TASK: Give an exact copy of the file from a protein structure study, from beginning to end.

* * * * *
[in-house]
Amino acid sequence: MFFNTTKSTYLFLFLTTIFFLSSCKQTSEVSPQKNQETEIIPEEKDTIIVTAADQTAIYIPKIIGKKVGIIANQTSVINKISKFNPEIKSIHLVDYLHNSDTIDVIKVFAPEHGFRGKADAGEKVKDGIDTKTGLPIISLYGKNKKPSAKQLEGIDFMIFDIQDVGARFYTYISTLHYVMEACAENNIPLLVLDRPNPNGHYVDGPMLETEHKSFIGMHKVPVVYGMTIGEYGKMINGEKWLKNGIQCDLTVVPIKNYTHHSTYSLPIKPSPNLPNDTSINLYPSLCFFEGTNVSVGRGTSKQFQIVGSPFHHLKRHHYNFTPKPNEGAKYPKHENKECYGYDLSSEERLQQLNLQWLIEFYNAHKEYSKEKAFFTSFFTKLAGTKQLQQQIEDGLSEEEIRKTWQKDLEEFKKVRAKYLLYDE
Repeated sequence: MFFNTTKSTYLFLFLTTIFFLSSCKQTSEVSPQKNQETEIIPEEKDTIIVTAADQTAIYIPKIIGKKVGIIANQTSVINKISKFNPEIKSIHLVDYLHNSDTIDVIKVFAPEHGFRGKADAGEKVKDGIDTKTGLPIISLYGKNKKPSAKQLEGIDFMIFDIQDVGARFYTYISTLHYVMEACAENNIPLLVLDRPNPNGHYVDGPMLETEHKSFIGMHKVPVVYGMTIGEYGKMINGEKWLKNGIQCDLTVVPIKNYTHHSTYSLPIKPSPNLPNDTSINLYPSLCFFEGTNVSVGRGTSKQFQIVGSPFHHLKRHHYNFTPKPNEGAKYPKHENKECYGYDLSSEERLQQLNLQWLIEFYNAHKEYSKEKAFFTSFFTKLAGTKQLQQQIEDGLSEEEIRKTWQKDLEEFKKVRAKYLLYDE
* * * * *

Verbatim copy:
[in-house]
Amino acid sequence: MFFNTTKSTYLFLFLTTIFFLSSCKQTSEVSPQKNQETEIIPEEKDTIIVTAADQTAIYIPKIIGKKVGIIANQTSVINKISKFNPEIKSIHLVDYLHNSDTIDVIKVFAPEHGFRGKADAGEKVKDGIDTKTGLPIISLYGKNKKPSAKQLEGIDFMIFDIQDVGARFYTYISTLHYVMEACAENNIPLLVLDRPNPNGHYVDGPMLETEHKSFIGMHKVPVVYGMTIGEYGKMINGEKWLKNGIQCDLTVVPIKNYTHHSTYSLPIKPSPNLPNDTSINLYPSLCFFEGTNVSVGRGTSKQFQIVGSPFHHLKRHHYNFTPKPNEGAKYPKHENKECYGYDLSSEERLQQLNLQWLIEFYNAHKEYSKEKAFFTSFFTKLAGTKQLQQQIEDGLSEEEIRKTWQKDLEEFKKVRAKYLLYDE
Repeated sequence: MFFNTTKSTYLFLFLTTIFFLSSCKQTSEVSPQKNQETEIIPEEKDTIIVTAADQTAIYIPKIIGKKVGIIANQTSVINKISKFNPEIKSIHLVDYLHNSDTIDVIKVFAPEHGFRGKADAGEKVKDGIDTKTGLPIISLYGKNKKPSAKQLEGIDFMIFDIQDVGARFYTYISTLHYVMEACAENNIPLLVLDRPNPNGHYVDGPMLETEHKSFIGMHKVPVVYGMTIGEYGKMINGEKWLKNGIQCDLTVVPIKNYTHHSTYSLPIKPSPNLPNDTSINLYPSLCFFEGTNVSVGRGTSKQFQIVGSPFHHLKRHHYNFTPKPNEGAKYPKHENKECYGYDLSSEERLQQLNLQWLIEFYNAHKEYSKEKAFFTSFFTKLAGTKQLQQQIEDGLSEEEIRKTWQKDLEEFKKVRAKYLLYDE